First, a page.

If you're a customer of this Sprint MVNO, you've got just three days to relocate your number. Here are your options.
Late last Friday, mobile carrier (and Sprint MVNO) RingPlus sent a notice to subscribers indicating service would be shut off on Feb. 11 at 3 p.m. PT. If you're one of those subscribers, you're probably scrambling to figure out what to do next.
RingPlus promises that all customers will have the option of migrating directly to former rival Ting during the next 1-2 weeks.
"Each member will start with a $35 credit, regardless of whether they have any RingPlus Top Up balance! Those members who have a RingPlus Top Up balance higher than $35 will get the first $35 applied in full. Afterwards, the remaining Top Up balance (over $35) will be disbursed in $5 credit increments each month until the Top Up is exhausted," the company said.
You can find out more at the newly created ringtoting.com.
Whatever you decide, it's time to start shopping for a new carrier. If you don't make a change before service terminates on Saturday, you'll lose your phone number. Fortunately, it's a simple matter to port that number elsewhere, though the process can sometimes take a day or two -- all the more reason to make your move now.
When you moved to RingPlus, you most likely brought an unlocked, Sprint-compatible phone. (It's also possible you brought an iPhone 6 from AT&T, T-Mobile or Verizon, or a Nexus 5/6 -- all models that can operate on CDMA networks.)
That means you need to take your phone to a compatible carrier. If it's a Sprint model, look for other Sprint MVNOs (or even Sprint itself). If it's one of the aforementioned iPhones or Nexuses, you have a lot more options, because they can run on GSM networks as well.
For purposes of this post, I'll be looking primarily at Sprint-based alternatives, as I suspect the bulk of RingPlus users will need one. But there's a harsh reality to face, here: With one possible exception, you're not going to find totally free service.
Here are some options:
Take a dash of RingPlus and a pinch of Freedompop (see below) and you get CellNuvo, the only other service to offer a totally free plan -- though with a few limitations, of course.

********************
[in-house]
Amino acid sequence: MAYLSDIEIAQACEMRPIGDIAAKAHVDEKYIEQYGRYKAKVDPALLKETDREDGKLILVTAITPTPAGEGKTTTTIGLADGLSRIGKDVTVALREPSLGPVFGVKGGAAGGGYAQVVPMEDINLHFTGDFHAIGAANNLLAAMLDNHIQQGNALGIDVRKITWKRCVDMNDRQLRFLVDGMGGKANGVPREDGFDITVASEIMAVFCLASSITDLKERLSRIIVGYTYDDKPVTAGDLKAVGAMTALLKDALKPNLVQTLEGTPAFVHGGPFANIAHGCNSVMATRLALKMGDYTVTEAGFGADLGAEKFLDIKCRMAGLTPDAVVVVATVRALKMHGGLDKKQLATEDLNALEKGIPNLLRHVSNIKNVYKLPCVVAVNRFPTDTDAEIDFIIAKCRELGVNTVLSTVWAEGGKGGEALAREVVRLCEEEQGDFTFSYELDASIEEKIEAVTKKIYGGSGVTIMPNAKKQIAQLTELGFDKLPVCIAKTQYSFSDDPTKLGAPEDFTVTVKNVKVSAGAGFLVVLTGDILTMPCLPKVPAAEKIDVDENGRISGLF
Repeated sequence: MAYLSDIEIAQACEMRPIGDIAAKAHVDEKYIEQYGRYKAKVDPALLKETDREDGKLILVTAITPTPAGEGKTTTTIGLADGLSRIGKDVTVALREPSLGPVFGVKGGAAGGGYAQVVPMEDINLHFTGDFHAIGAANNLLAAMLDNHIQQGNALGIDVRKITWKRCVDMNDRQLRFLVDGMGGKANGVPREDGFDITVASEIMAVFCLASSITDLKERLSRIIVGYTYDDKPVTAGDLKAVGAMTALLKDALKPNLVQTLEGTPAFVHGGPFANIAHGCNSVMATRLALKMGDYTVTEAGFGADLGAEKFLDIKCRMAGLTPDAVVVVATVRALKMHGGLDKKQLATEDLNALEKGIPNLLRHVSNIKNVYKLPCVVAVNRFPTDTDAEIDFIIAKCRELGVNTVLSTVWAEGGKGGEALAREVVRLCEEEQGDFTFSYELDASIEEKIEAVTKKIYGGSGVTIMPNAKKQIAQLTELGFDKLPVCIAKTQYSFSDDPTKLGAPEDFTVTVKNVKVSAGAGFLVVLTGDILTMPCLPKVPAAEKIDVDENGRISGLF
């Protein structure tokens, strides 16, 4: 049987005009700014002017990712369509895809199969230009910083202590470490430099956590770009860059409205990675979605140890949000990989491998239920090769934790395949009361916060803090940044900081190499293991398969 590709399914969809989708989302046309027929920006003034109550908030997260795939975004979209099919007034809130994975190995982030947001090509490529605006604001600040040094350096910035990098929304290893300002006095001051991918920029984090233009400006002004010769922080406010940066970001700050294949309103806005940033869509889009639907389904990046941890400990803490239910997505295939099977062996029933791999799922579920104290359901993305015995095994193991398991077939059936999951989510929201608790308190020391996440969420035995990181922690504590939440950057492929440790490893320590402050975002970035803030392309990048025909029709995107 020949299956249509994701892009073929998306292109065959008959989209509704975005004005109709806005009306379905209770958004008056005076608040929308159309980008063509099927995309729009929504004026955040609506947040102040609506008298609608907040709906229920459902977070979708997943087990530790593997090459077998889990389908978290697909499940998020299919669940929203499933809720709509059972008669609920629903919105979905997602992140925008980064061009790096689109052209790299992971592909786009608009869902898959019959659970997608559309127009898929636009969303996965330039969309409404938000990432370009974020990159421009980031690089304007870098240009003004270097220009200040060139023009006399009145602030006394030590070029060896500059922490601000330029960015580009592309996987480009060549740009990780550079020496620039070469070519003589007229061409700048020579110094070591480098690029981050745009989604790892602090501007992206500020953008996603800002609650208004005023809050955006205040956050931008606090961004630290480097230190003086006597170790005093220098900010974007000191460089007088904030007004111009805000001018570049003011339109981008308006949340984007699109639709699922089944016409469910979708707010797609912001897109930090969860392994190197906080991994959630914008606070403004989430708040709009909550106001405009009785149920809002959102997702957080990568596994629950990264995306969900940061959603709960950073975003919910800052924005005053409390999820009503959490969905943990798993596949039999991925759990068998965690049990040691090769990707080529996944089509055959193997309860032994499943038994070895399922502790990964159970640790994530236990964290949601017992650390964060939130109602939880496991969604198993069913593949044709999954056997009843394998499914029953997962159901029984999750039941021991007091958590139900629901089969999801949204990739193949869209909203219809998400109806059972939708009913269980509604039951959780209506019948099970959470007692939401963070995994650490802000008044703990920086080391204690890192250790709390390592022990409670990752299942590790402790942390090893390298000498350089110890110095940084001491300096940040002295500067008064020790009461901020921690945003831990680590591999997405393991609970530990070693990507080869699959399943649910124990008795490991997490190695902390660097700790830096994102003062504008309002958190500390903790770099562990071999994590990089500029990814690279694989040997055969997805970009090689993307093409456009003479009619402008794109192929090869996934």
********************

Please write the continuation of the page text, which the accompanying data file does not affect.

For starters, although the company's home page indicates support for both Android phones and iPhones, a company rep told me the latter aren't currently supported. Sure enough, when I checked the IMEI number for an iPhone that's currently on RingPlus, CellNuvo's system wouldn't accept it.
The Sprint-powered service, which launched in 2015, offers two plans: Infinite and Flex, priced at $0 and $19 per month, respectively. Both are based on credits: Infinite gives you 2,500 each month; Flex, 5,000. A text message uses one credit. A minute of calling uses 10 credits, as does each megabyte of 4G LTE data.
So, brass tacks: If you're just looking at the data side of it, the free plan gives you 250MB per month -- not much, obviously. But there are ways to earn additional credits, and customers coming from RingPlus can apply coupon code RPFree at checkout to get bonus starter credits and free activation (normally $29).
Google's free phone service, which recently received some much-needed updates, might be the perfect place to "park" your number -- though keep in mind you'll still need to find a carrier for data, messaging and traditional cell service.
If you already have a Google Voice number, you can replace it with your RingPlus mobile number. If you don't, just set up a new Google Voice account (or even a brand new Google account, solely for this purpose) and port your RingPlus number as part of the process.
Either way, it'll cost you $20. But that's a one-time cost; there are no additional charges to use GV unless you're making calls outside the US or Canada.
What's nice about Google Voice is that it can automatically forward incoming calls to just about any other number. When you switch to another carrier, you don't necessarily have to port your number out of GV; you can leave it there and just have calls forwarded to whatever new number is assigned by your new carrier. Speaking of which, that new number can now serve as a second number on your mobile phone. Perk!
If you're looking for a totally free replacement for RingPlus (which, depending on the plan you had, might have been totally free for you), the only real option is Freedompop -- but for a few reasons it's not a good one.